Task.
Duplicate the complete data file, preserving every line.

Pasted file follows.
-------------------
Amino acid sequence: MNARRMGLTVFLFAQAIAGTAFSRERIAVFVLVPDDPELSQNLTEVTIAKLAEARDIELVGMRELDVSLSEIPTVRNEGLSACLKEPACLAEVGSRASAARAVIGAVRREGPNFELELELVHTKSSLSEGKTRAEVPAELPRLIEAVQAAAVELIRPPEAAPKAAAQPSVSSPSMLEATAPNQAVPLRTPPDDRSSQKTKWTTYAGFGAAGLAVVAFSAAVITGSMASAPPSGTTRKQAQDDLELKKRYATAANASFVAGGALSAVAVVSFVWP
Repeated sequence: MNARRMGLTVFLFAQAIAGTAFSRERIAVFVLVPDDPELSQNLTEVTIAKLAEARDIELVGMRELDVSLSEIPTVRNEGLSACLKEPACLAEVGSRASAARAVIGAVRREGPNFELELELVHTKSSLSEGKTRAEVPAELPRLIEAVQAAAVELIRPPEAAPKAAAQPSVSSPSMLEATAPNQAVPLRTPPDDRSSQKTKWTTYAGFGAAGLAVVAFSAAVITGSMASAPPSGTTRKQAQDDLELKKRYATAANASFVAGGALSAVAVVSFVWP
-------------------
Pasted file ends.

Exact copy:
Amino acid sequence: MNARRMGLTVFLFAQAIAGTAFSRERIAVFVLVPDDPELSQNLTEVTIAKLAEARDIELVGMRELDVSLSEIPTVRNEGLSACLKEPACLAEVGSRASAARAVIGAVRREGPNFELELELVHTKSSLSEGKTRAEVPAELPRLIEAVQAAAVELIRPPEAAPKAAAQPSVSSPSMLEATAPNQAVPLRTPPDDRSSQKTKWTTYAGFGAAGLAVVAFSAAVITGSMASAPPSGTTRKQAQDDLELKKRYATAANASFVAGGALSAVAVVSFVWP
Repeated sequence: MNARRMGLTVFLFAQAIAGTAFSRERIAVFVLVPDDPELSQNLTEVTIAKLAEARDIELVGMRELDVSLSEIPTVRNEGLSACLKEPACLAEVGSRASAARAVIGAVRREGPNFELELELVHTKSSLSEGKTRAEVPAELPRLIEAVQAAAVELIRPPEAAPKAAAQPSVSSPSMLEATAPNQAVPLRTPPDDRSSQKTKWTTYAGFGAAGLAVVAFSAAVITGSMASAPPSGTTRKQAQDDLELKKRYATAANASFVAGGALSAVAVVSFVWP